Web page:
Too Many Obligations – So Little Time

“There is no question that people in the Western world can become consumed by work, travel, family and all kinds of demands and distractions. This is true for so many of us that we can often find ourselves unnecessarily irritable at the mention of another demand. Even when we plan to slow down, we can still become drawn into activities because we are habituated to doing so.” Science of Mind Magazine, May 2008 p.46

You know, I AM irritable these days.

Stress is one of those things that creeps-up on you little by little. At the time you join a new club or volunteer organization you have great intentions and your enthusiasm is high. You’re not thinking about how rushing to another meeting a few times a month will affect you. But, after adding layer upon layer of new responsibilities and commitments to our lives the pressure to meet them all puts a big squeeze on the time we have to just be.

When my Toastmasters group approached me to be the secretary I said no. We all have but 24 hours a day and just 7 days a week, so shouldn’t we be focusing on the pursuits that support the vision of our lives we’re working to create? Years ago I would have felt it impossible to say no to taking on the position of secretary, but not anymore.

This got me thinking about an aunt who always said, “Why not?” when asked by family to join them in an outing. She was always ready and willing to visit family, or when she was younger to entertain family in her home. She seemed to enjoy her life. Why is that? I think it was because she wasn’t so over committed and pressed for time that in between commitments all she wanted to do was be alone so she could decompress.

At times I don’t even want to answer the phone. I feel stretched too thin. Phone calls are stressful because in sales they’re never ending - plus many clients haven’t a clue of how that one last call at 9:30 pm could possibly push you over the edge. For parents it may be one more request by a child, or cleaning the counters of crumbs – again or finding dishes in the sink – again. In any case, downtime which is so underrated in our society is quite necessary and healthy. Without enough downtime I tend to go to the other extreme by pushing away all commitments even ones that might be fun.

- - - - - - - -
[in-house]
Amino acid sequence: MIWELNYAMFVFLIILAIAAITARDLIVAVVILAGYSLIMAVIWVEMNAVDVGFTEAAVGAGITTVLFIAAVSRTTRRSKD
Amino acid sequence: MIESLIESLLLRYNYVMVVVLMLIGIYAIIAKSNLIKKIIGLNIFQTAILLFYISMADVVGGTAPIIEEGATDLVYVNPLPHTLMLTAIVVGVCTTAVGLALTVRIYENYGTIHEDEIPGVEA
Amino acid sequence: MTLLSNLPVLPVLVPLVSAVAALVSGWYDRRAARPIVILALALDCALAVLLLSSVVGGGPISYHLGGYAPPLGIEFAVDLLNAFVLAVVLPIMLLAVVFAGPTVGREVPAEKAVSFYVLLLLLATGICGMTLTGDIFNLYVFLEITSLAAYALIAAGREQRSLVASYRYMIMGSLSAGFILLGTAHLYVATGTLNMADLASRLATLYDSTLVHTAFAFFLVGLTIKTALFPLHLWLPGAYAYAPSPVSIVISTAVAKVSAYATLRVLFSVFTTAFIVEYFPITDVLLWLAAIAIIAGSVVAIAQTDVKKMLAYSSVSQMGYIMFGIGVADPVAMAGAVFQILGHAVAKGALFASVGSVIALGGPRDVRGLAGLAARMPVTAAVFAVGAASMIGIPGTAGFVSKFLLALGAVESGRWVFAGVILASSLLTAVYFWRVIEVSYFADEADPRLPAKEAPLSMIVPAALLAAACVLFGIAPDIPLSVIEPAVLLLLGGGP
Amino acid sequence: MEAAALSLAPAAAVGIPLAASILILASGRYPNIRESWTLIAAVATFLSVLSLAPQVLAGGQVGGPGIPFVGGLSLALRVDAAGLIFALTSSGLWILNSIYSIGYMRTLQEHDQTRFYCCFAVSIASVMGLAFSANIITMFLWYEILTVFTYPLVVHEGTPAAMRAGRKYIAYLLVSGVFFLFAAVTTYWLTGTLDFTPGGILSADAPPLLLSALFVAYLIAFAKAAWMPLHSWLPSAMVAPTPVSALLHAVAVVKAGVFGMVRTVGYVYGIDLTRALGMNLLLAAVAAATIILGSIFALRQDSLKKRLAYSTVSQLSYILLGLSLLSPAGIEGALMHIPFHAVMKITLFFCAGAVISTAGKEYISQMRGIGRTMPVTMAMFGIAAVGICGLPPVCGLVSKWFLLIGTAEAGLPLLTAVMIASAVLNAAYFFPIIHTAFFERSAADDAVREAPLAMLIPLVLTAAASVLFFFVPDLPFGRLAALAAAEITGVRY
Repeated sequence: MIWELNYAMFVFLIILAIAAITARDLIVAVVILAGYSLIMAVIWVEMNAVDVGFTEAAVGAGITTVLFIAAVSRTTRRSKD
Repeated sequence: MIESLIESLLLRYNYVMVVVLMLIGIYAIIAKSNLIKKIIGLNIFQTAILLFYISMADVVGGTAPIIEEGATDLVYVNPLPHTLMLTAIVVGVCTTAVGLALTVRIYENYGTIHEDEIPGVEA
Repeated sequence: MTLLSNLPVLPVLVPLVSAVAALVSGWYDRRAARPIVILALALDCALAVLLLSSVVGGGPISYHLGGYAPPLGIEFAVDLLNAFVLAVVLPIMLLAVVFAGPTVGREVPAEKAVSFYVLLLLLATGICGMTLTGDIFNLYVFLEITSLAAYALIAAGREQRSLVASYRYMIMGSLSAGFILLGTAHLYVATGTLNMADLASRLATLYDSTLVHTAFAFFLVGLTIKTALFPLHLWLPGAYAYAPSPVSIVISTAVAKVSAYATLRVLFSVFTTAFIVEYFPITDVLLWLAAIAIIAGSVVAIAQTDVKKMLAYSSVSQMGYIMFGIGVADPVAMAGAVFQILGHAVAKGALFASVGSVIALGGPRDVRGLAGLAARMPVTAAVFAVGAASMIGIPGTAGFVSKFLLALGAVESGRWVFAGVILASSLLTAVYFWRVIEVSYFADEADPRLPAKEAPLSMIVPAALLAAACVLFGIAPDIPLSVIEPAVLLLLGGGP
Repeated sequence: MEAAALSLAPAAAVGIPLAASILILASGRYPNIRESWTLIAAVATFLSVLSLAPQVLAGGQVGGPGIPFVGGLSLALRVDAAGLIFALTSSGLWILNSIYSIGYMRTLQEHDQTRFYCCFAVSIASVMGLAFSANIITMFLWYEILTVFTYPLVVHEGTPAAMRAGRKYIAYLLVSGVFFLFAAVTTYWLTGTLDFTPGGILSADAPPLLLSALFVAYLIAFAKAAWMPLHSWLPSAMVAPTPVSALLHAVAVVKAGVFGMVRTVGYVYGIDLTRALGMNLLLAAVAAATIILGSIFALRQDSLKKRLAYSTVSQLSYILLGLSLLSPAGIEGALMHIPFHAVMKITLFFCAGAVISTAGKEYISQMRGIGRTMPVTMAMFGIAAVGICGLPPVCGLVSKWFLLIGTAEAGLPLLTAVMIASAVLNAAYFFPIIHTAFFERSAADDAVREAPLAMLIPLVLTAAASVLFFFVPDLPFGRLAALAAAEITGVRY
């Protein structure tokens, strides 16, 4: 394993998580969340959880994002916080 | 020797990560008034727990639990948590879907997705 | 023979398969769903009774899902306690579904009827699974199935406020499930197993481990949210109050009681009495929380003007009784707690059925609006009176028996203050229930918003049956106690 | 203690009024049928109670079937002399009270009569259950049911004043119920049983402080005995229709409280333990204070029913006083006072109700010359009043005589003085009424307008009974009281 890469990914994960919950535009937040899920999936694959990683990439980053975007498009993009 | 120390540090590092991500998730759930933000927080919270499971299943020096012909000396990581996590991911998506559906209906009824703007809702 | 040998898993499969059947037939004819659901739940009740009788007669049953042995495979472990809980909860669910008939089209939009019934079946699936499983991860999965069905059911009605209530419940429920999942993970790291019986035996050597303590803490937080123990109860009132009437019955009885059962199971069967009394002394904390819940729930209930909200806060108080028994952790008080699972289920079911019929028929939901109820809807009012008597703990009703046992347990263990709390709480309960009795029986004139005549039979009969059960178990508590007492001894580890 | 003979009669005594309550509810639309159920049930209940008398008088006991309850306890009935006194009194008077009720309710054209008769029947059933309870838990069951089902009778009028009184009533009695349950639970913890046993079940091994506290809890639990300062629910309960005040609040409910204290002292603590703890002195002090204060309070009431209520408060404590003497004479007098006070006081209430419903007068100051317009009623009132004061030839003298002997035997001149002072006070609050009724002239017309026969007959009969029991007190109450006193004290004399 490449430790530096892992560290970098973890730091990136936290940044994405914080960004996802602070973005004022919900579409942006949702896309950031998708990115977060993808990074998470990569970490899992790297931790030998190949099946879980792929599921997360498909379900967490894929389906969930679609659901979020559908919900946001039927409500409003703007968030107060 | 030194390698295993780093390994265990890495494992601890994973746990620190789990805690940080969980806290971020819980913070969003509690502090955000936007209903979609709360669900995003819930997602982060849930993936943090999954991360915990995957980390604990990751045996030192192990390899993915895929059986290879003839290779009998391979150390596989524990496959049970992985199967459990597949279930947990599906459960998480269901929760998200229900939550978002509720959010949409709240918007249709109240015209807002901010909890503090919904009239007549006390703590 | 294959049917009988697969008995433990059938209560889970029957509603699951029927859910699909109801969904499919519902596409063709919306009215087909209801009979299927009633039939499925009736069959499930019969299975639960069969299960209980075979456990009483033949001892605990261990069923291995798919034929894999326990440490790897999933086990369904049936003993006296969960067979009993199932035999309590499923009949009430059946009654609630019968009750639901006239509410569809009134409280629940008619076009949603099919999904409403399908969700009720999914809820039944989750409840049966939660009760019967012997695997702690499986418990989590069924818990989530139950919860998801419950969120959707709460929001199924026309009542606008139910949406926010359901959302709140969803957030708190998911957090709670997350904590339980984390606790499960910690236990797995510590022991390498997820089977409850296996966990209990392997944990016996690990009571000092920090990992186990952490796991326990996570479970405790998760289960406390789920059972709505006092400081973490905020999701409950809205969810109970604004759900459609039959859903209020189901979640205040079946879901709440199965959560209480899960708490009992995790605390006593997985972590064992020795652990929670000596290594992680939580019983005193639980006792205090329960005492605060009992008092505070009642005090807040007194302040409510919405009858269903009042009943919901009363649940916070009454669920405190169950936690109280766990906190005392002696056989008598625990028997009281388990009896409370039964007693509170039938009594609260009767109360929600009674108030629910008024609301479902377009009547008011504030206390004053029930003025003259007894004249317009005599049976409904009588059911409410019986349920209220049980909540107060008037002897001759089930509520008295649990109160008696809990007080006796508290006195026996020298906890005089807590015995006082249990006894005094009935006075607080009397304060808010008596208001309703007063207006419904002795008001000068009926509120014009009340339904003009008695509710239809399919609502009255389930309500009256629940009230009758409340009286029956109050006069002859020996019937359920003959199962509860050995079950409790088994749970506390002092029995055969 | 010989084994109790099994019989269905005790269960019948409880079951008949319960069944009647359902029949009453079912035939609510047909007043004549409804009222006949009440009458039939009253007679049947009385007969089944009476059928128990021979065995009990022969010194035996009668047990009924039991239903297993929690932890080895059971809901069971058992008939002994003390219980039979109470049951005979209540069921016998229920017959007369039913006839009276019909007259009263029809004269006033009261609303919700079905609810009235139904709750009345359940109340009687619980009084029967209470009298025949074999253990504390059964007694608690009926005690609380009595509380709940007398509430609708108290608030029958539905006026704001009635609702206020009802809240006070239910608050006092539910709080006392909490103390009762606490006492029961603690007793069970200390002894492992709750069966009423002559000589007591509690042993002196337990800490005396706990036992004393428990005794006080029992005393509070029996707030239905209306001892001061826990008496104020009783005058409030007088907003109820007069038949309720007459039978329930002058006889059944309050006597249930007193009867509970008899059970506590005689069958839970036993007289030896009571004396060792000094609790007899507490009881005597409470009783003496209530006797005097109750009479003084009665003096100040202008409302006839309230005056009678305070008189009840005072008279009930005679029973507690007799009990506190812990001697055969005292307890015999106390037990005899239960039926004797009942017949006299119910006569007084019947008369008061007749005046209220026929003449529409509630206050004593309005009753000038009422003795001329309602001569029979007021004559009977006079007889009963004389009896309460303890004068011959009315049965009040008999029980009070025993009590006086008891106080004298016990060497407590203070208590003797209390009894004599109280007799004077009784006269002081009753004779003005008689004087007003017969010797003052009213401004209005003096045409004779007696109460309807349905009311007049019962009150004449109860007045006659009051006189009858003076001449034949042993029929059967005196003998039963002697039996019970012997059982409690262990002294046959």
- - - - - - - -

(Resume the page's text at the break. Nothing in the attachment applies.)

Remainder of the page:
That being said I’m thinking a lot more these days about the commitments I’ve taken on. Part of maturing is learning to say no. I think it’s healthy to disengage from activities that no longer contribute to creating the life you desire. Sometimes in order to ‘keep on keeping on’ we have to move on.

3 Responses to “Too Many Obligations – So Little Time”

  1. Vicki Pearson Says:

    I totally related to what you wrote. I love my life simple. All the years I raised my kids alone I felt like I was on a conveyor belt. There was never enough time to do the things that I wanted to do for me, like crafts, etc. I found myself learning to say “no”, which was difficult for me. After the kids grew-up, I finally had time for me and really tried to keep my life simple. I found I was happier and had a lot of peacefulness. Now I am living with my daughter to help care for her baby so she can work and I watch her in the same situation that I was in. She is now on the conveyor belt and and she has no time or money to do the things that feed her soul. My life is no longer as simple as it was and I miss that. I personally think that the elite/controllers of our world like keeping us busy and stressed, then they will know that we have no time to get into their business and understand what they are doing to our county and the world.

  2. steve Says:

    After spending a week in a small fishing village in Mexico, disconnected from email and depressing news, untethered by a cell phone and commitments, I could not agree more. We keep cranking up the tread mill, and adding to our load, not realizing life is passing us by.

  3. Vicki Sola' Says:

    Technology — so many of the devices that are supposed to enhance our lives — just complicate things and add stress, exponentially, often making me wish there 48 hours in a day (until I really stop to think about it, then I become horrified by that wish!)

    And, as Vicki writes, it’s true, we end up so wrapped up in everyday life — our own personal conveyor belts — that we lose sight of the bigger picture, and what’s critical, in terms of what’s actually happening in the world. (And the important things in our own smaller pictures — our relationships and other facets of our everyday lives. Things we take for granted until we lose them!)

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